NABOKV-L post 0019156, Tue, 19 Jan 2010 20:05:46 +0100

Subject
Re: STANG--response to Lipon et al.
From
Date
Body
Dear Joseph,

Your good memory is exemplary. Many thanks for reminding me of this
instance. It is on page 58 of the first US edition of The Gift:

After dinner...they equipped themselves with the revolver... set off on a
streetcar...for the Grunewald where they planned to find a lonely spot and
shoot themselves one after the other...
Olya stood leaning against the rear railing, gripping the black stang with a
white, firm hand that had a prominent ring on its index finger...

Please note the Tammamian antithesis.

A. Bouazza.

_____

From: Vladimir Nabokov Forum [mailto:NABOKV-L@LISTSERV.UCSB.EDU] On Behalf
Of joseph Aisenberg
Sent: dinsdag 19 januari 2010 8:48
To: NABOKV-L@LISTSERV.UCSB.EDU
Subject: Re: [NABOKV-L] STANG--response to Lipon et al.


I don't know if this has already been mentioned or not, but the word "stang"
was, I believe used in The Gift as well. I think it was in the second
chapter, whichever one it was in which Alexander Chernyshevski's
(homosexual?) son's suicide was constructed Fyodor. On the day of the
suicide, Alexander, and his two friends, a young German man and a morose
Russian woman, take a tram to the Grunewald forest. I'm fairly certain I
remember that one of the group was holding onto a "stang", which I had to
look up on my first reading of the book. Unfortunately I can't recall pages.
Perhaps Yuri Leving, creator of the wonderful The Gift Project can either
confirm or deny my memory here. If I'm right it seems very interesting that
N should have used the same word in two novels about in almost exactly the
same dramatic contexts: characters on grim journeys to commit suicide!

--- On Mon, 1/18/10, James Twiggs <jtwigzz@YAHOO.COM> wrote:




From: James Twiggs <jtwigzz@YAHOO.COM>
Subject: Re: [NABOKV-L] STANG--response to Lipon et al.
To: NABOKV-L@LISTSERV.UCSB.EDU
Date: Monday, January 18, 2010, 12:33 PM


Gary Lipon wrote:


> ...how did VN come to find stang...
>
> >From his goalkeeping youth.

I think this pretty much puts the issue to rest.


======


For Gary, perhaps, but certainly not for me. I would not take up more space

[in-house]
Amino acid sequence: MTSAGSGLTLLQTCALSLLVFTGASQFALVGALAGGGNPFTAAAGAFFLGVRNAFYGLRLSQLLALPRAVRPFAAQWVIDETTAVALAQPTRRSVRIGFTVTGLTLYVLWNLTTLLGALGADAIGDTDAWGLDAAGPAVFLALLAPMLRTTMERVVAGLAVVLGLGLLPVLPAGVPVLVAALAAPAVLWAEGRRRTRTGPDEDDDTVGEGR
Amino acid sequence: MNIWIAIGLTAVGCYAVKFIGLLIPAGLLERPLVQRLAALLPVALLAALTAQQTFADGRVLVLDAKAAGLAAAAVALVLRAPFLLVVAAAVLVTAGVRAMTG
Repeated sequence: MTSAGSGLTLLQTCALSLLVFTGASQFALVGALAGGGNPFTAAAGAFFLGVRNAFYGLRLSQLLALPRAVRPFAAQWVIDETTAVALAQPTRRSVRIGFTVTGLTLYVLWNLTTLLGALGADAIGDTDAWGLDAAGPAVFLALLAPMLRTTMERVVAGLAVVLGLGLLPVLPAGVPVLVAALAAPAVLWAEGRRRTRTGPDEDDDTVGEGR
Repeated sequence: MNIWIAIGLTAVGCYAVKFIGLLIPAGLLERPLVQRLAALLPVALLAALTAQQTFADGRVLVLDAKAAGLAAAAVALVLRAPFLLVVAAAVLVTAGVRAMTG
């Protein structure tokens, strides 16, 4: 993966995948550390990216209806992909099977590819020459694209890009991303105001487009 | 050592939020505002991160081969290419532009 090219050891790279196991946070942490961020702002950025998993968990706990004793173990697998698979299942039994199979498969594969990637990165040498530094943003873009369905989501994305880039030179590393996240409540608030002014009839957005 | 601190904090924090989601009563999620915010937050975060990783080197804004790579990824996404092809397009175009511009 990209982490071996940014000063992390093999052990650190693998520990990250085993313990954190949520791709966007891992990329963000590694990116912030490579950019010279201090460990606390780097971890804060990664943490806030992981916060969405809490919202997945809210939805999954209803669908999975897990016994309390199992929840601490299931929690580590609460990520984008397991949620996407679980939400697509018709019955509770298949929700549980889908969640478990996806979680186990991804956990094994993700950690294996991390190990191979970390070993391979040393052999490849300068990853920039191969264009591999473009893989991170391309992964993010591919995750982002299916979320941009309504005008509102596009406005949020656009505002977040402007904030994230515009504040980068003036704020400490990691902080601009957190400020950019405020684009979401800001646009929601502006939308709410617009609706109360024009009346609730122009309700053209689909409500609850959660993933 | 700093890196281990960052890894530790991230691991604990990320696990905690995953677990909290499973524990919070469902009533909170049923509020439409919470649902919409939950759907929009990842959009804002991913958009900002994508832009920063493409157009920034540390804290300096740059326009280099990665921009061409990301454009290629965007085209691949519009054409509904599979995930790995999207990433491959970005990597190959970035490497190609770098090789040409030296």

over what may seem a trivial matter if I didn't think it involves a larger
principle. Here are the lines in question:




"I think," she said,
"I'll get off here." "It's only Lochanhead."
"Yes, that's okay." Gripping the stang, she peered
At ghostly trees. Bus stopped. Bus disappeared.460




Shade is here putting himself in the place of Hazel, imagining her last
moments alive. The word needed where "stang" appears is one that would come
naturally to Shade and, for fullest effect, to Hazel as well. "Stang"
itself, I hope we're all agreed, is not such a word. Seldom if ever in this
country, I'd wager, has a natural-born, apple-pie American, in the course of
his/her ordinary conversation, referred to a pole in a bus as a stang. It is
therefore out of character for Shade to use the word in this way. I would
expect VN to be as careful about this--about being true to his
characters--as he was in writing dialogue for Lolita. For this reason I'm
not convinced by A. Bouzza's argument or by the argument about the goal
post. A goal post is not a pole (or a handrail) in an American bus, period.
As for defamiliarization, even that all-too-handy concept requires, if it's
to be effective, some staging, something in the way of a suitable context.




SKB's view is more interesting. According to him, VN uses the word as part
of showing what a lousy poet Shade is. Although I'm sympathetic to that
view, I consider "stang" to be so outrageously inappropriate as to be
unconvincing even as an example of Shade's frequent mediocrity. It's a
clunker of a word, all right, but a clunker that VN, not Shade, must claim
the credit for.




Incidentally, Stan, it's good to have you back after such a long absence.




Jim Twiggs









_____




Search the archive
<http://www.google.com/advanced_search?q=site:listserv.ucsb.edu&HL=en>
Contact the Editors Visit "Nabokov Online Journal"
<http://www.nabokovonline.com>
Visit Zembla <http://www.libraries.psu.edu/nabokov/zembla.htm> View
Nabokv-L Policies <http://web.utk.edu/%7Esblackwe/EDNote.htm> Manage
subscription options <http://listserv.ucsb.edu/>

All private editorial communications, without exception, are read by both
co-editors.

Search the archive
<http://www.google.com/advanced_search?q=site:listserv.ucsb.edu&HL=en>
Contact the <mailto:nabokv-l@utk.edu,nabokv-l@holycross.edu> Editors
Visit "Nabokov Online Journal" <http://www.nabokovonline.com>
Visit <http://www.libraries.psu.edu/nabokov/zembla.htm> Zembla View
Nabokv-L <http://web.utk.edu/~sblackwe/EDNote.htm> Policies Manage
subscription <http://listserv.ucsb.edu/> options

All private editorial communications, without exception, are read by both
co-editors.


Search archive with Google:
http://www.google.com/advanced_search?q=site:listserv.ucsb.edu&HL=en

Contact the Editors: mailto:nabokv-l@utk.edu,nabokv-l@holycross.edu
Visit Zembla: http://www.libraries.psu.edu/nabokov/zembla.htm
View Nabokv-L policies: http://web.utk.edu/~sblackwe/EDNote.htm
Visit "Nabokov Online Journal:" http://www.nabokovonline.com

Manage subscription options: http://listserv.ucsb.edu/